Despite the increase in the number of deals in recent years, the total deal values have been on a downward trend in recent years. The total value of private equity deals across Africa last year was US$3.5bn, from US$3.9bn in 2017 and US$4bn in 2016 – and well down from US$7.8bn in 2014. The median size of deals is between US$6m and US$8m, which are small amounts by global standards.
Similarly, the amounts raised to invest in Africa, by limited partners such as pension funds, are also volatile. US$2.7bn was raised in 2018, from US$2.4bn in 2017 – though both are below the amount raised in 2015 (US$4.5bn), according to AVCA.
Can private equity gain traction in the region and contribute to the continent’s growth?
According to Grant Crosby, Investec’s head of fund finance for emerging markets, the fundraising environment in Sub-Saharan Africa has slowed as investors continue to commit to developed market funds, a function of their relative outperformance of late. In addition, the high profile failure of the US$14bn Dubai-based Abraaj private equity fund last year on allegations of fraudulent misuse of funds has also affected sentiment. Abraaj was a major investor in Sub-Saharan Africa and counted among its investors the Bill and Melinda Gates Foundation and the International Finance Corporation.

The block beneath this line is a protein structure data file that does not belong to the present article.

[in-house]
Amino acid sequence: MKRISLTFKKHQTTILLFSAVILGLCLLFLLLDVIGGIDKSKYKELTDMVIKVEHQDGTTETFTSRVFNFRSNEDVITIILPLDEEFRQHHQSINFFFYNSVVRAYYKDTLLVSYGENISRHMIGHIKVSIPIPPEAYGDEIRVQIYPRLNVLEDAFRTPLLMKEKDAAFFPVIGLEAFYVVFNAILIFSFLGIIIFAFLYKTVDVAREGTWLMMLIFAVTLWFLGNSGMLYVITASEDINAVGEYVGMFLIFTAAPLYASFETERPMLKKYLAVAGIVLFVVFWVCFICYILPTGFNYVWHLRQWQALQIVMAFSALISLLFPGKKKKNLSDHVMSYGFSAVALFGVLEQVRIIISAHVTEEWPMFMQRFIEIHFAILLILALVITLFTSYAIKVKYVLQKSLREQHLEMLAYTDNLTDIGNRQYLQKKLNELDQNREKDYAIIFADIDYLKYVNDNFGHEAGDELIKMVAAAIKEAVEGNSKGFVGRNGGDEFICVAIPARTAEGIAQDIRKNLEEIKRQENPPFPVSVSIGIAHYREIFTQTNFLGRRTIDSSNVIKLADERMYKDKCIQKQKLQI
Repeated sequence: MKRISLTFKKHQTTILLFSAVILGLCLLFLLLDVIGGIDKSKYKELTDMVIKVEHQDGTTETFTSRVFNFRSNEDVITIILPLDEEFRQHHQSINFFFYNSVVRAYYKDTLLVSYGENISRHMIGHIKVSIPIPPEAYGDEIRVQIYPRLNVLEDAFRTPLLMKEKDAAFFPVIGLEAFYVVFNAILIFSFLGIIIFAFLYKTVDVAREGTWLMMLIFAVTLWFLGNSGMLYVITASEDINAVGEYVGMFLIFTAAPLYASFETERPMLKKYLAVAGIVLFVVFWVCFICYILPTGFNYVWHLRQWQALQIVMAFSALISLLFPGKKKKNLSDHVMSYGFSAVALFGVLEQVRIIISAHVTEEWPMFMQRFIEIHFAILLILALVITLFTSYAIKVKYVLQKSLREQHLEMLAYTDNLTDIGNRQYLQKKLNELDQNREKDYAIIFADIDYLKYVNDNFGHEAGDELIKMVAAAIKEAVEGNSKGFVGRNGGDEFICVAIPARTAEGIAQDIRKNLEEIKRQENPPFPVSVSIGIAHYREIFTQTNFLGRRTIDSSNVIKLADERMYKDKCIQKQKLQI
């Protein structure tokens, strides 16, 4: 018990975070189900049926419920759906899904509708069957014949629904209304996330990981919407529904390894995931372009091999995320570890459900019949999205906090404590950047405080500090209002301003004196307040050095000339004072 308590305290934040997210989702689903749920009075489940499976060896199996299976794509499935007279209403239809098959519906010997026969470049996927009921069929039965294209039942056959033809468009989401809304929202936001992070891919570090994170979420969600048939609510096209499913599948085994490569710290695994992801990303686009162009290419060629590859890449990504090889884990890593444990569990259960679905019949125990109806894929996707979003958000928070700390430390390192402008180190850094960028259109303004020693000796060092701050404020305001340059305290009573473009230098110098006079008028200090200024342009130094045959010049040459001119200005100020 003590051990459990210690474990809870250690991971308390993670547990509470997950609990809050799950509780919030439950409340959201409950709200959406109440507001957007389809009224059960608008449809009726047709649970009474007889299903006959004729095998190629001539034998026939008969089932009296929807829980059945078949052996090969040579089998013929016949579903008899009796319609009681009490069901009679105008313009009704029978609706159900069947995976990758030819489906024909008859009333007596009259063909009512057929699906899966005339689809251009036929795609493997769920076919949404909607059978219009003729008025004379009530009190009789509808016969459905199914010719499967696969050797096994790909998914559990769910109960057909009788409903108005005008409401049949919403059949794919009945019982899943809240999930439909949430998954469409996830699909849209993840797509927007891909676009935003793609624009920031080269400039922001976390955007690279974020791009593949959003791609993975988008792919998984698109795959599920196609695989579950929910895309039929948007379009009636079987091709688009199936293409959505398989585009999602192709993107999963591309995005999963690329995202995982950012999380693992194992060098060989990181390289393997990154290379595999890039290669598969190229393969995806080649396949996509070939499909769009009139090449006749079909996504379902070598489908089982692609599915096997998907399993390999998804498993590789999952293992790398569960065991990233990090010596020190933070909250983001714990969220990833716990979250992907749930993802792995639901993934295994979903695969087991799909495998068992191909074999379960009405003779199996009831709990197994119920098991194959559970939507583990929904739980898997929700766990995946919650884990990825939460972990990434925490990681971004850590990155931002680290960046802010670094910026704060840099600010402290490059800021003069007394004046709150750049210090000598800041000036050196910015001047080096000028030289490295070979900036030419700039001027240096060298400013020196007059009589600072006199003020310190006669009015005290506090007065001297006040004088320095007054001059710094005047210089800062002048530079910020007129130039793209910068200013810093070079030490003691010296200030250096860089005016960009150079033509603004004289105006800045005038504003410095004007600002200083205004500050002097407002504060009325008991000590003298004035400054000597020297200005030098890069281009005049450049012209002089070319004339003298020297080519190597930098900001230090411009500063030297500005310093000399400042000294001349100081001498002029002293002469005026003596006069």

However there is clear potential in Africa for those prepared to take a longer-term view, says Crosby. The deepening of capital markets in the region, increases in infrastructure investment, growing consumer markets and recent higher commodity prices, all present opportunities for investors to generate returns.
Crosby argues that the historical underuse of fund leverage in the region is also an opportunity for funds, particularly if they are prepared to use innovative structures to mitigate currency risk.
“The sector has a long way to go, but a combination of improving macro and structural issues and innovations should lead to an invigoration of the sector,” says Crosby.
Chetan Jeeva, Investec’s head of specialised finance (Africa), comments that a portfolio approach is required, that takes into account the different legal, business and cultural dynamics in different countries in Sub-Saharan Africa.
“There are idiosyncrasies in each economy, from the way business is done, to the way one funds,” he points out.
Jeeva says it’s often a case of finding lending opportunities that can grow into private equity funding further down the line. Notwithstanding the differences between countries, Jeeva says one often finds that industries like FMCG or technology are dominated by family-owned businesses, with their own, often opaque, ways of doing business. An equity partnership with outside shareholders may not always be attractive for these businesses, he points out.
“However they may well be willing to fund their expansion plans by using debt. By providing innovative lending solutions, one can hopefully plant the seed for private equity down the line,” he says.
Again, this requires a patient, long-term take on doing business in the region. Jeeva and Crosby both agree that the key is usually strong partnerships with local businesses and financial institutions. And there’s no doubting the rewards for patience in a region that is likely to grow in the coming years.